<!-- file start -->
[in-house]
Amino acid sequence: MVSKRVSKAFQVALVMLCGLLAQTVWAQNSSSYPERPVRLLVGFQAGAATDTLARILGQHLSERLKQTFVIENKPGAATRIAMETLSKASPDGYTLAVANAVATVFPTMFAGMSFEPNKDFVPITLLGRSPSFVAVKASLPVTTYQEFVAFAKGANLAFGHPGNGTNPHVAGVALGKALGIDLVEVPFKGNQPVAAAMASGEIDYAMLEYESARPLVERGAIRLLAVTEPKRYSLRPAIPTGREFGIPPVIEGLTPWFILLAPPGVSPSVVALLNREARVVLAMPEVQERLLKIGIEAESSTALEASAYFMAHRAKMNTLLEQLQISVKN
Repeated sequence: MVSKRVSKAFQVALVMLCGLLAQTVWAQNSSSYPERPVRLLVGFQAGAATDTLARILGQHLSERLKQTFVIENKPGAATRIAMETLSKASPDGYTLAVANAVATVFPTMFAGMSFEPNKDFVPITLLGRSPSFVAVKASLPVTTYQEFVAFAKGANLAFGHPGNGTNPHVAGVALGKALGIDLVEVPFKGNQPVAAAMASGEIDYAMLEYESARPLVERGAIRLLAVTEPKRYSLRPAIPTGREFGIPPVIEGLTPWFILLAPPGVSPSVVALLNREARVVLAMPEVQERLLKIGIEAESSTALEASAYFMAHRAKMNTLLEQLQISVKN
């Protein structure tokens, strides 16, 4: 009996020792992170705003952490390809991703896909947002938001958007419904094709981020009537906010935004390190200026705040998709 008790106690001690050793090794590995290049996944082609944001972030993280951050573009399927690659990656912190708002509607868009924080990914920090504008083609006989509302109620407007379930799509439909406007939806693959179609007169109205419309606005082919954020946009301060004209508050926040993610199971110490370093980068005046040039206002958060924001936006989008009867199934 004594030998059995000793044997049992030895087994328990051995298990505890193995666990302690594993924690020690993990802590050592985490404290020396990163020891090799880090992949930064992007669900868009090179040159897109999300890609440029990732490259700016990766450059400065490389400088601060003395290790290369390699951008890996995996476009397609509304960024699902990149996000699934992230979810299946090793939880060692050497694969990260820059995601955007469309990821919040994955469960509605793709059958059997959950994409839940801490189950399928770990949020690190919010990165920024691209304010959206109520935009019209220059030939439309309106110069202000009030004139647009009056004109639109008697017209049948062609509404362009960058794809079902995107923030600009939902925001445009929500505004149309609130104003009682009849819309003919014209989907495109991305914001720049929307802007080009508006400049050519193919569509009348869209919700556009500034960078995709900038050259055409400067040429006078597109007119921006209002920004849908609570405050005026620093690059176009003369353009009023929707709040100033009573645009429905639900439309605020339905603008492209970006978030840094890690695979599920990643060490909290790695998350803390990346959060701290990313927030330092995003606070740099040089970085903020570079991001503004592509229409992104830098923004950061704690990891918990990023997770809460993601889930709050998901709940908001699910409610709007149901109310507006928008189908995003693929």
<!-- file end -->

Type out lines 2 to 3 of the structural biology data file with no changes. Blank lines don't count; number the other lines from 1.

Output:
Amino acid sequence: MVSKRVSKAFQVALVMLCGLLAQTVWAQNSSSYPERPVRLLVGFQAGAATDTLARILGQHLSERLKQTFVIENKPGAATRIAMETLSKASPDGYTLAVANAVATVFPTMFAGMSFEPNKDFVPITLLGRSPSFVAVKASLPVTTYQEFVAFAKGANLAFGHPGNGTNPHVAGVALGKALGIDLVEVPFKGNQPVAAAMASGEIDYAMLEYESARPLVERGAIRLLAVTEPKRYSLRPAIPTGREFGIPPVIEGLTPWFILLAPPGVSPSVVALLNREARVVLAMPEVQERLLKIGIEAESSTALEASAYFMAHRAKMNTLLEQLQISVKN
Repeated sequence: MVSKRVSKAFQVALVMLCGLLAQTVWAQNSSSYPERPVRLLVGFQAGAATDTLARILGQHLSERLKQTFVIENKPGAATRIAMETLSKASPDGYTLAVANAVATVFPTMFAGMSFEPNKDFVPITLLGRSPSFVAVKASLPVTTYQEFVAFAKGANLAFGHPGNGTNPHVAGVALGKALGIDLVEVPFKGNQPVAAAMASGEIDYAMLEYESARPLVERGAIRLLAVTEPKRYSLRPAIPTGREFGIPPVIEGLTPWFILLAPPGVSPSVVALLNREARVVLAMPEVQERLLKIGIEAESSTALEASAYFMAHRAKMNTLLEQLQISVKN